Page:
In fact, there was only one place where responses differed among genders.
More than half of the women surveyed said that online dating was a more dangerous way to meet people than other approaches.
Healthy majorities also agree that online dating is easier, more efficient, and helps people find better matches.
(Which makes me wonder how much the idea of some matches being algorithmically better than others has been sold by online-dating companies.)Almost 30 percent of Americans know a long-term relationship which sprang from online dating; about 40 percent of them know someone who uses it.
Larger dating service businesses traditionally offer dating get-togethers using the same setting, in the same geographic location and market to the same age groups like 21-27, 28-35, 36-45, 46-59 and 60 and up.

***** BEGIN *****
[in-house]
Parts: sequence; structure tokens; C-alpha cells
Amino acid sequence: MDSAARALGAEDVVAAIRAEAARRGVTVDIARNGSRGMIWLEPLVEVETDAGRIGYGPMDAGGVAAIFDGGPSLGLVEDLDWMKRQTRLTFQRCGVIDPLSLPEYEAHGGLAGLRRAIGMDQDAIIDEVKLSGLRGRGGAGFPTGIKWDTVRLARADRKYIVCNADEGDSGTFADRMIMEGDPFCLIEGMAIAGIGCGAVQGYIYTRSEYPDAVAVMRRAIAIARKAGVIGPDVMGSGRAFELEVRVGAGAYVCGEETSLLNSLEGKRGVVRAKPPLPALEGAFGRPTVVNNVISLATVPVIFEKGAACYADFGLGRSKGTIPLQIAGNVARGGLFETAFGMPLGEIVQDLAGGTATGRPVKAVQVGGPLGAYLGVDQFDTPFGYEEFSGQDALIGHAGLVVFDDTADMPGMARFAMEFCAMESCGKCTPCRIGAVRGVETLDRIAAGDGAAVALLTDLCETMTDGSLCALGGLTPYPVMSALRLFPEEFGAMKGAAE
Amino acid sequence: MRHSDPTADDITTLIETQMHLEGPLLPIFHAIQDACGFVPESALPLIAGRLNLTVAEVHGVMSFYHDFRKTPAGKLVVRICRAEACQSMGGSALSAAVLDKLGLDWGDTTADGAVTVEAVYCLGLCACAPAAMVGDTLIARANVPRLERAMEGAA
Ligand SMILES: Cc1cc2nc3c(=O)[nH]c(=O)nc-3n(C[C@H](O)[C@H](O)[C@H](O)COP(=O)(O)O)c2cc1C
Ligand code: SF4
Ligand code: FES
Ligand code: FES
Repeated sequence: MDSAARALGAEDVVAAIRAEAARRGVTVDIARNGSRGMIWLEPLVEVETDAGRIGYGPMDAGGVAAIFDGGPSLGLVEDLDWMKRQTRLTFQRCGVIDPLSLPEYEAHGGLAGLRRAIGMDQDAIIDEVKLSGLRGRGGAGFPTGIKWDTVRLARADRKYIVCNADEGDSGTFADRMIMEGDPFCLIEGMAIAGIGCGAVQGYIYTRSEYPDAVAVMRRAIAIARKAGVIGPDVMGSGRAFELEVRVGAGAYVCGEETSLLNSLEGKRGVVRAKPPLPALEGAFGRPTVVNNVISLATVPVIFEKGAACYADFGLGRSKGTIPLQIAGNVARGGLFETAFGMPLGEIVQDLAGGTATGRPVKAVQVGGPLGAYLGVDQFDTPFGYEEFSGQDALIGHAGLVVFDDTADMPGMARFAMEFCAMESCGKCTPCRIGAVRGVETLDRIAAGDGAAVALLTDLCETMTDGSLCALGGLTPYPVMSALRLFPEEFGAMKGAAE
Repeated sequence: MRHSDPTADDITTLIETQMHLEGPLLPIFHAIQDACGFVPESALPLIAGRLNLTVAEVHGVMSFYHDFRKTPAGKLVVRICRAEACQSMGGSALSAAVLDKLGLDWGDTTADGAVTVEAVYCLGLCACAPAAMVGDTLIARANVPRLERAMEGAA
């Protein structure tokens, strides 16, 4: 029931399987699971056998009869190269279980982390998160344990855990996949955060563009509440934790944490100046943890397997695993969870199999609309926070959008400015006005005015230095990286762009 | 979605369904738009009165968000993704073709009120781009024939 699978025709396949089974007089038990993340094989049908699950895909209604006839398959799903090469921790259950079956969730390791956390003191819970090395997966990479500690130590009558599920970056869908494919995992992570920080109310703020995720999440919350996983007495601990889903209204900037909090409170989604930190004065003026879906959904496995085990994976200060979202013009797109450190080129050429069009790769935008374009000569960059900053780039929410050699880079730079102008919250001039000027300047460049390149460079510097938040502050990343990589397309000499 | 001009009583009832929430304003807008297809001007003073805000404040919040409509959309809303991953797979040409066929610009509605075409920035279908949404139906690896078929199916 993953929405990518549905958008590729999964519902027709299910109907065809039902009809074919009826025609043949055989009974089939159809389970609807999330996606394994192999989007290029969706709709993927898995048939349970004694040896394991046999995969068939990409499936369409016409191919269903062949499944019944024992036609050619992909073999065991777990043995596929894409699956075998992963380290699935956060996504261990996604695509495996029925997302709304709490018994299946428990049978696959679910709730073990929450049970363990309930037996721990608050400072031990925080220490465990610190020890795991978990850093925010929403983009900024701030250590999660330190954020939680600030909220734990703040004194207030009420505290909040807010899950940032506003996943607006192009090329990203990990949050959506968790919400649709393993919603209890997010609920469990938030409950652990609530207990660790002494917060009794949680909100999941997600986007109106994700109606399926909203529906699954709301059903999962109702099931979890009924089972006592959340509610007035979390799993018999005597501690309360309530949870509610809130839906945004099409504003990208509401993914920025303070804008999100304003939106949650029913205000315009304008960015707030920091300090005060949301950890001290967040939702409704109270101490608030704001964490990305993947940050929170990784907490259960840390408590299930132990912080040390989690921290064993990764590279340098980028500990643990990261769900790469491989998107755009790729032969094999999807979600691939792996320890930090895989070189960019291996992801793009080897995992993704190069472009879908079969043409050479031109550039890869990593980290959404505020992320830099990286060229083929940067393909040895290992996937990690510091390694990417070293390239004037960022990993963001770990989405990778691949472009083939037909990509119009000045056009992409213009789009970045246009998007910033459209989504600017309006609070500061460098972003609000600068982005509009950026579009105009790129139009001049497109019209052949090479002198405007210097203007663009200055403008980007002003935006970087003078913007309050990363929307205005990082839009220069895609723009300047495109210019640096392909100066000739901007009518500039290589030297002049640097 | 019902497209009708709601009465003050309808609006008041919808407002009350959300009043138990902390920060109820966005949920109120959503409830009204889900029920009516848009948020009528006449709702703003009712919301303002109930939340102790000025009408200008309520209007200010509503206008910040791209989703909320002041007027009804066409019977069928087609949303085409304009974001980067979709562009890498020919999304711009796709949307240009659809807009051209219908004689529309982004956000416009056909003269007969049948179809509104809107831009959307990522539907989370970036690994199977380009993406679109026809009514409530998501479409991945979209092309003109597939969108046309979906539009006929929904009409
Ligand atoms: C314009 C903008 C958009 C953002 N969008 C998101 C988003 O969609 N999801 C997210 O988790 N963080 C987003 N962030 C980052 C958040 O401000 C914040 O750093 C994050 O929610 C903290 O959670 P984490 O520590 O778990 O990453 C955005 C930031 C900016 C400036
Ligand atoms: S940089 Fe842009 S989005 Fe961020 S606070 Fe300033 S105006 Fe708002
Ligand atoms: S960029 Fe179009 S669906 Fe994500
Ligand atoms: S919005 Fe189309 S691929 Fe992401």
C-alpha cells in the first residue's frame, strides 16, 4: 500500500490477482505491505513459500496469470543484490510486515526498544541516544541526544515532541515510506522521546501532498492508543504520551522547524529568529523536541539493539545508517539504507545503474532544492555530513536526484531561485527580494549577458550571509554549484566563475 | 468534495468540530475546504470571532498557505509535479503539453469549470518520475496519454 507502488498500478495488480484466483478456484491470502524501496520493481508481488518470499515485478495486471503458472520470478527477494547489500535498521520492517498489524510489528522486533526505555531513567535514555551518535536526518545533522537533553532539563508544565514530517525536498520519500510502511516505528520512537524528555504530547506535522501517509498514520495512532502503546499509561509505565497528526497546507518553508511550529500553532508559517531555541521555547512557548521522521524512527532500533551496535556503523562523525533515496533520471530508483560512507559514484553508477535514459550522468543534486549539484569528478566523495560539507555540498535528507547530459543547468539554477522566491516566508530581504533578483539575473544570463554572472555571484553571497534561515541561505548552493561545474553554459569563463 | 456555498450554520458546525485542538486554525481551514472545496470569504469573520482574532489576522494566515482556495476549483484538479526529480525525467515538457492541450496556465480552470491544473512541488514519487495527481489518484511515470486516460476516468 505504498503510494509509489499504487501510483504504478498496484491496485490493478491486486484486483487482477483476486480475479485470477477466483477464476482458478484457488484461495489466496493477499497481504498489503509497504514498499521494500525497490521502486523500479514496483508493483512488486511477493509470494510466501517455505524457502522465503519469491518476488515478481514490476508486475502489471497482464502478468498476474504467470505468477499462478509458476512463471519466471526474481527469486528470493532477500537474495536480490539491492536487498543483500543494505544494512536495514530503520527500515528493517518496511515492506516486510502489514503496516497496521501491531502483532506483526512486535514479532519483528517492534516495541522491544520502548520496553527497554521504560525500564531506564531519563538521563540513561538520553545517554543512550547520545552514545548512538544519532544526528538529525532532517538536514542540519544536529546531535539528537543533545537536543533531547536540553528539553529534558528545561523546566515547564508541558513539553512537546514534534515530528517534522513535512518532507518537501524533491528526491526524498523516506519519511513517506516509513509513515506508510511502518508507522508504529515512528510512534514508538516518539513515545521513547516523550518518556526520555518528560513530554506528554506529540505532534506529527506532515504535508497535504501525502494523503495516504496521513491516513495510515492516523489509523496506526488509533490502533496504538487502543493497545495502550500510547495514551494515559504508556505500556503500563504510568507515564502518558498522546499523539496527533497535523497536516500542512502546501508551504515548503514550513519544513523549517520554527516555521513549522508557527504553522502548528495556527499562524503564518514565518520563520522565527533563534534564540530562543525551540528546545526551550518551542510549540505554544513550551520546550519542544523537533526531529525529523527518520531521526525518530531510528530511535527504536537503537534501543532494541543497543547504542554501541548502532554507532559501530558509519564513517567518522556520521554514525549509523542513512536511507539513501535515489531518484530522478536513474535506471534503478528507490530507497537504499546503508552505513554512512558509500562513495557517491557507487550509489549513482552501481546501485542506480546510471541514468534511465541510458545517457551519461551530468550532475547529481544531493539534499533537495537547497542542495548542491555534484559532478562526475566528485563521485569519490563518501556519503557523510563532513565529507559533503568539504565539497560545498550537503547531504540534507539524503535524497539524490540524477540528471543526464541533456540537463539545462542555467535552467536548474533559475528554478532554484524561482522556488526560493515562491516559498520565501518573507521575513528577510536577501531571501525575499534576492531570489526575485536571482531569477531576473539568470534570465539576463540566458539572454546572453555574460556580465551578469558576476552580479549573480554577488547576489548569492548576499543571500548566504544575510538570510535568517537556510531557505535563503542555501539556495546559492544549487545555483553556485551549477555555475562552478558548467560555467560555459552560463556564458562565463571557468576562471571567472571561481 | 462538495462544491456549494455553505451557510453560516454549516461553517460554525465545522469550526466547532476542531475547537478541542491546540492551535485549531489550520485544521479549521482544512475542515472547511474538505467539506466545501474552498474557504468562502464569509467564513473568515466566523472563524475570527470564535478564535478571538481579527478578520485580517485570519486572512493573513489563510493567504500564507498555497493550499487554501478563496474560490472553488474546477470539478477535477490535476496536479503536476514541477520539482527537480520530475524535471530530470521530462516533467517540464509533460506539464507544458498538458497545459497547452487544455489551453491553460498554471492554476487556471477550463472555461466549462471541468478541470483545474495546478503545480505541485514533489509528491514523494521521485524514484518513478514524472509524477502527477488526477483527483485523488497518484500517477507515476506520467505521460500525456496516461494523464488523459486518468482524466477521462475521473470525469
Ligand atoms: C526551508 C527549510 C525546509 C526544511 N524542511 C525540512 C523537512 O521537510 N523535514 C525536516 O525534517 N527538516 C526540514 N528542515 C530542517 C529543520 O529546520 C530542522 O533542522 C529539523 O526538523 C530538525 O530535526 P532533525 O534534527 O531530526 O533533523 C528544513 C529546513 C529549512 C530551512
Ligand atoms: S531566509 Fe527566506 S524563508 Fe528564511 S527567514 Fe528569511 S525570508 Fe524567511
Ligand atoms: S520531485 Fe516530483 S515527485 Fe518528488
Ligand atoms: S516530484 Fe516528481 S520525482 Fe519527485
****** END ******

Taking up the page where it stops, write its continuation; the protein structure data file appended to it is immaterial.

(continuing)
And of college-educated Americans, and also Americans who make more than ,000 per year, knew someone who used a dating site or app: These were the only two majorities recorded for this part of the section.
(That said, college graduates don’t use dating services at more than an average rate.)What made millennial adoption of online dating grow so much?
That’s the most interesting result from a Pew Research Center survey released Thursday on Americans’ online-dating habits.
Conducted early last summer, the poll found that use of the services has grown modestly since 2013.